Yet these efforts to separate have proved fruitless amid further revelations around the treatment of people legally in Britain or attempting to get to its shores. Last week it emerged that at least a hundred, and potentially more, Indian doctors who had been recruited by NHS trusts up and down the country to fill sorely needed positions, mostly in emergency medicine, had been unable to take up their positions because of visa issues. The Evening Standard, edited by former Treasury head George Osborne, revealed that Prime Minister Theresa May herself had rejected calls for an easing of the visa rules for non-EU doctors.

A separate row is brewing over the treatment of foreign students.

Foreign students

For many years now the British government has been attempting to deport foreign students (and others) based on allegations that they had committed fraud to obtain the English-language qualifications to stay in the U.K. After a 2014 BBC investigation found evidence of fraud at one testing centre, thousands who had gained their qualification via that route at different test centres were accused of fraud, despite what one judge described as “multiple shortcomings and frailties” of the state’s evidence and the “plausible and truthful” statements of students.

Sanam Arora, the chair of the National Indian Students and Alumni Union U.K., which has been campaigning on behalf students who have faced accusations of fraud believes a “significant population” from India has been impacted. “Our strong suspicion is that thousands could have been wrongly deported or facing difficulties.” She notes that the government’s “deport first, appeal later” strategy, which came into effect around the time students began to face these difficulties, meant there was little recourse open to the students. While she recognises the ambitions of Britain to curb illegal migration, she notes that that the burden of proof — and blame — was swiftly placed on the shoulders of the students rather than the Home Office-approved system that had allowed the fraud to happen. The same applied to past attempts to cull “bogus colleges”, she notes, where rather than treating students as the victims, they were treated by the government and British media as “bogus students”. “The policies of this government are lacking in empathy and concern for the welfare of students,” she says.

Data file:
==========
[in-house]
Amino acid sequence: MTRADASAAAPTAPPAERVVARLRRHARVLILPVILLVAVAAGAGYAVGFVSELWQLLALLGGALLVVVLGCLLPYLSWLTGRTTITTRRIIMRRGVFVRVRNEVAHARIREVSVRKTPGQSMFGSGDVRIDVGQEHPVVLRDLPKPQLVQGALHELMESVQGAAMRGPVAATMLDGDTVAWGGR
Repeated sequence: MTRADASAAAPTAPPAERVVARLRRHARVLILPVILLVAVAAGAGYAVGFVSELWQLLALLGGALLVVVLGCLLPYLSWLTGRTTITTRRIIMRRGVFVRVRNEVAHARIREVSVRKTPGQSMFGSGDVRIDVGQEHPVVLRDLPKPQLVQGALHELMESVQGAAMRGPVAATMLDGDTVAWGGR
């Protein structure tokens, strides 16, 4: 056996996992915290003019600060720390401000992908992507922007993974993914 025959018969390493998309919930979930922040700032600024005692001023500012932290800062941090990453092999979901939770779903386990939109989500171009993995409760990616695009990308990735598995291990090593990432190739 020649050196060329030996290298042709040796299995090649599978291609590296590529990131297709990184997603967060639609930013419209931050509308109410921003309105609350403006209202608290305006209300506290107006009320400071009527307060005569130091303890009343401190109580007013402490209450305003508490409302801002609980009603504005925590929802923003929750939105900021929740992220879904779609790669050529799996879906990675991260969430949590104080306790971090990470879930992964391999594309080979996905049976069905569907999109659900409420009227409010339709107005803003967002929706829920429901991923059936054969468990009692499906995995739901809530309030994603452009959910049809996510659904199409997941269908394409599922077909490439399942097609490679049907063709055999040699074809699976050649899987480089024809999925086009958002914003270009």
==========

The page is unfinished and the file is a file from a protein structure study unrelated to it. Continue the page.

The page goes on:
Separately, a burgeoning group of South Asians are campaigning against what they believe is a misuse of a clause in legislation to prevent the settlement of criminals. The clause is being used to deny IT professionals, doctors and others long resident in the U.K. the indefinite leave to remain because of minor errors in their tax returns. Hundreds are believed to be impacted.

“I feel vindicated in many ways,” says Lord Karan Bilimoria, a crossbench peer who has been campaigning against the toughening immigration regime, particularly as it pertains to students, for many years now. “I certainly believe that since 2010 the government’s immigration policy has got it very wrong. The word hostile is being used and the atmosphere is blatantly hostile. You just have to look at the catalogue of their policies and the impact it has had.”

Change afoot?

“I do not believe that the term ‘hostile environment’ is in tune with our values as a country,” insisted Mr. Javid in Parliament, referring to the now notorious phase once used by Ms. May. His mollifying words have done little to convince campaigners, however, that fundamental change is on its way. For the first time perhaps, the sturdy thread connecting Britain’s colonial past and legacy, its approach to immigration and its profound human impact, that for decades had been deemed invisible by mainstream politics, has caught the sunlight.

Courtesy The Hindu